Joey D’Anna is a colorist and online editor working in the Washington DC area. He started in post-production doing linear tape to tape online editing, then moved into non-linear finishing and color grading. Today he grades and finishes short form marketing for TV, and long form documentaries and independent films.
Describe your setup.
I grade on DaVinci Resolve, running on an HP workstation. I use an FSI reference monitor, Tangent Element panels, and ScopeBox.
How are you running ScopeBox? How are you getting the signal into the software?
I run ScopeBox on a Retina MacBook pro using a Blackmagic thunderbolt mini recorder, which receives SDI from my Resolve workstation. The computer lives in a machine room with the rest of my gear, and the KVM is extended out to my desk.
What is your default ScopeBox palette layout and why?
My default ScopeBox layout includes the following palettes:
– Channel plots to monitor RGB gamut excursions
– RGB Parade, vectorscope, HML Balance and histogram for evaluating color balance
– Luma waveform for evaluating overall contrast
– Audio meters for confidence checking audio
How do you like to use scopes in coloring? What problems do you find yourself turning to your scopes for most?
I use the scopes constantly. I love the HML balance for quickly white balancing a shot to give me a good starting point for a creative grade – that scope is a killer feature that only ScopeBox has. I use the luma waveform to keep consistent contrast between shots for continuity, and the RGB parade and histogram for matching color across different shots.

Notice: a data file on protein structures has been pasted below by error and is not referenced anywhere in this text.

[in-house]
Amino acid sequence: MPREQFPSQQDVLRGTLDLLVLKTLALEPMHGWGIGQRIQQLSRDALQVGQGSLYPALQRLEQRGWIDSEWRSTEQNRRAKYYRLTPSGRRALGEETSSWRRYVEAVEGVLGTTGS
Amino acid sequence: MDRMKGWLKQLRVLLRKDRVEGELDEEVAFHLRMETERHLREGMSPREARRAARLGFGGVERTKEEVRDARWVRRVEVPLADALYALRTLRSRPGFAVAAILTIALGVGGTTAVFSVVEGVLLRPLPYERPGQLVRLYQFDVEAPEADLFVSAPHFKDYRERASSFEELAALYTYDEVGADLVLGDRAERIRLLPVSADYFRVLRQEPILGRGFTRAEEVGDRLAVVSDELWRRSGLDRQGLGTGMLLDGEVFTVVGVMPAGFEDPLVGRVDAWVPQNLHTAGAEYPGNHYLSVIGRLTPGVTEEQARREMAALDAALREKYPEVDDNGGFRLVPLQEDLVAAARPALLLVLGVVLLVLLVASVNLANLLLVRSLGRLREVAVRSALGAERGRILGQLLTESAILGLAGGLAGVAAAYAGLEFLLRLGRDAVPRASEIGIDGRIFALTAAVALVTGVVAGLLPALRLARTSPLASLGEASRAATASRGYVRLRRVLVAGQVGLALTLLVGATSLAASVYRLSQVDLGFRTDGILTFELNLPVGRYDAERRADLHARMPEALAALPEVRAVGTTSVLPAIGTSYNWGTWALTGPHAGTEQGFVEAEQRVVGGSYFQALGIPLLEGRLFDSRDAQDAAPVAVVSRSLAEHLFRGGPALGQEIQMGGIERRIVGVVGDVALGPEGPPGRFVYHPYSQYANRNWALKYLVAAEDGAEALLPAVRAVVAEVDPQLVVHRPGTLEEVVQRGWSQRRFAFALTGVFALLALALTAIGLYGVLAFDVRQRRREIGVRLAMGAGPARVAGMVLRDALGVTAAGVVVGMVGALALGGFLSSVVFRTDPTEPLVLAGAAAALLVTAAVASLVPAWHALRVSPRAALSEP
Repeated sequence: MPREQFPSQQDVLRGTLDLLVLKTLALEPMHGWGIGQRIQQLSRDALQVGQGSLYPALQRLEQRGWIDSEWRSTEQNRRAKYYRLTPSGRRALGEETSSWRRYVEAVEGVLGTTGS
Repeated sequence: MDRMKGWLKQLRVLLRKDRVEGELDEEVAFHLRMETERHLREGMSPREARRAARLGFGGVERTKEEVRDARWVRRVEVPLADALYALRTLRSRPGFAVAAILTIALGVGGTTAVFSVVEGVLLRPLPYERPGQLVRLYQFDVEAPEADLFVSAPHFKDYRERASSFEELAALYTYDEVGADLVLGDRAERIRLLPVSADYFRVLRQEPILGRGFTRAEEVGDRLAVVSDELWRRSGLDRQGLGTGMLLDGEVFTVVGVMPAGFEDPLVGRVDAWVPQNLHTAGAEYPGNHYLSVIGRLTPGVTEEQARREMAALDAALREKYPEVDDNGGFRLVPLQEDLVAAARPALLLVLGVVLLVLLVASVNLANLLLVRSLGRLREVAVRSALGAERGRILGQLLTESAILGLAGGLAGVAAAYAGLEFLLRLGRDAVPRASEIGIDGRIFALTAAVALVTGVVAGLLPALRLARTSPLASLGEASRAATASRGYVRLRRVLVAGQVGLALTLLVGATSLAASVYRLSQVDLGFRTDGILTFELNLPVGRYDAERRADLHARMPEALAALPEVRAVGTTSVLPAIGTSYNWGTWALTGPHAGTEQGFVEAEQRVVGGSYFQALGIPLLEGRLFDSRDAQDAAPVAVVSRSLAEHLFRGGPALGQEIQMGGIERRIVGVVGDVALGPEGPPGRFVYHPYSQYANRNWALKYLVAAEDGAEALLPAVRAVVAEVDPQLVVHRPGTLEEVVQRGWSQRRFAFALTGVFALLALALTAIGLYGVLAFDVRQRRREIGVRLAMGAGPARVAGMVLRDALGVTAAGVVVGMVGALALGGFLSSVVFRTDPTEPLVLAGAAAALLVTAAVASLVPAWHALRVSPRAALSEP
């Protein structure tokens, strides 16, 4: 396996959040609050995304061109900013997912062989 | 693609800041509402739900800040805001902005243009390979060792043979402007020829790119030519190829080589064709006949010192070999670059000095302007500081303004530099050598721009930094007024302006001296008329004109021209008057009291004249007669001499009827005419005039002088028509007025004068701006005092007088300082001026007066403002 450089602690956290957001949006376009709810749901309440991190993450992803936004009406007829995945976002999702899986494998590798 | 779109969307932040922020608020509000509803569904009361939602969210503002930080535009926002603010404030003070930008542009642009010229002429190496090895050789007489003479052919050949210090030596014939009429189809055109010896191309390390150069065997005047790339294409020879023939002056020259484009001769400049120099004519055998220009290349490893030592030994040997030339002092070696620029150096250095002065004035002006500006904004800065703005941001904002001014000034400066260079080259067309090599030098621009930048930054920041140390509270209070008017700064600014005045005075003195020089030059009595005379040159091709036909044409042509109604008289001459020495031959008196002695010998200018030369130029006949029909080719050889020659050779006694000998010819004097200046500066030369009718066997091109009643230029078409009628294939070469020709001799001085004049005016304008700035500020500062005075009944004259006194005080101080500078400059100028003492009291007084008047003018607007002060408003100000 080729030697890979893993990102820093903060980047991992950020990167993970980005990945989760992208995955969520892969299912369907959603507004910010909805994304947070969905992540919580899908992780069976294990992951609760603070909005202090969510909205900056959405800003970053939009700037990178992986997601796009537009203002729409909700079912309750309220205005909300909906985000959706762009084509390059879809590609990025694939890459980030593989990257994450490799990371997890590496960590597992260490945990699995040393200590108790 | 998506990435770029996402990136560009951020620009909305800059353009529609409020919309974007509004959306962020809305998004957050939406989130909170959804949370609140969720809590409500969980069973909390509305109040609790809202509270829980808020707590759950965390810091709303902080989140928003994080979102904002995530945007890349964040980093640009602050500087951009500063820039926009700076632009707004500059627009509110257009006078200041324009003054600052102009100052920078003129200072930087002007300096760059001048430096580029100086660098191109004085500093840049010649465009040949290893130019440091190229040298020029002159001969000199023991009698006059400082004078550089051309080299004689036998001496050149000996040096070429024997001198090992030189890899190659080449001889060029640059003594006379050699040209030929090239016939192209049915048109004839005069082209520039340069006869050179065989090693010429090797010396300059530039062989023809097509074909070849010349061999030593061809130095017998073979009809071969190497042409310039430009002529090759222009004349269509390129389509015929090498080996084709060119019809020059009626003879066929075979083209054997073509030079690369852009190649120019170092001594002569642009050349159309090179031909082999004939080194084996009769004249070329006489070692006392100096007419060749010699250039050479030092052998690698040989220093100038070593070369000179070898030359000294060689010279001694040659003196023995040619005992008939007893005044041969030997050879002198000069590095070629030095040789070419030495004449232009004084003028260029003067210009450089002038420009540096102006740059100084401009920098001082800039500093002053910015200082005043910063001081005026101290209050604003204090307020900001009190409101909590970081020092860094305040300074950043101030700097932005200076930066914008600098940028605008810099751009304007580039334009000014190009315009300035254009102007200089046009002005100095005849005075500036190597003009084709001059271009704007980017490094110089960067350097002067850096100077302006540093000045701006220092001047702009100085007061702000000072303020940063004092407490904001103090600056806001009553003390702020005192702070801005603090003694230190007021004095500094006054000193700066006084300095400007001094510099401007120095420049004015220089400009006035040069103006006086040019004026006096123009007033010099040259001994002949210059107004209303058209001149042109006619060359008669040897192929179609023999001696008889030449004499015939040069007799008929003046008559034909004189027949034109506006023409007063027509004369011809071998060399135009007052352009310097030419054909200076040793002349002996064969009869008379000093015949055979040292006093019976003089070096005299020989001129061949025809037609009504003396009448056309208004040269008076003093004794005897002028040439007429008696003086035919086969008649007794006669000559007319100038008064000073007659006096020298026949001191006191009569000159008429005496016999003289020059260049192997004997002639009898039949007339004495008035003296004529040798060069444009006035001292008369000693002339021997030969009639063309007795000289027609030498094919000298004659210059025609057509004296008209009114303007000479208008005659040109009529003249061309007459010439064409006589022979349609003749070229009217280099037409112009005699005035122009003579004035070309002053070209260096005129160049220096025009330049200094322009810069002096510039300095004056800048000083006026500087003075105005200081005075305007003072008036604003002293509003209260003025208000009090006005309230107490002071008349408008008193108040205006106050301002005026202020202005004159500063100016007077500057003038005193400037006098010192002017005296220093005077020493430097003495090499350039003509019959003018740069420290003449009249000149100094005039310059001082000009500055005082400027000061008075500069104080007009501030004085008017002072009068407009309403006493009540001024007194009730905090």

Basically any time I am grading, I’m watching the scopes for an objective representation of the image. ScopeBox’s real-time performance is critical to me – there is no lag between adjusting the image and seeing it reflected on the scopes.
What challenges do you see coming up more in the future / how do you think scopes and cc will change in the next 5 years?
I think HDR content will pose a challenge, both creatively and technically. Not only will colorists have to make creative choices on how to best make use of HDR, they will also have to understand the multitude of different proposed standards.
Colorists will need monitoring tools to critically evaluate HDR signals and images, and to make sure new standards are adhered to.
Thanks Joey! Where can people find you online?
ScopeBox Setups is a new series of blog posts where we ask ScopeBox users to send in a photo of their suite and answer a few questions about how they’ve setup their workspace. If you’d like to be highlighted for the series, get in touch!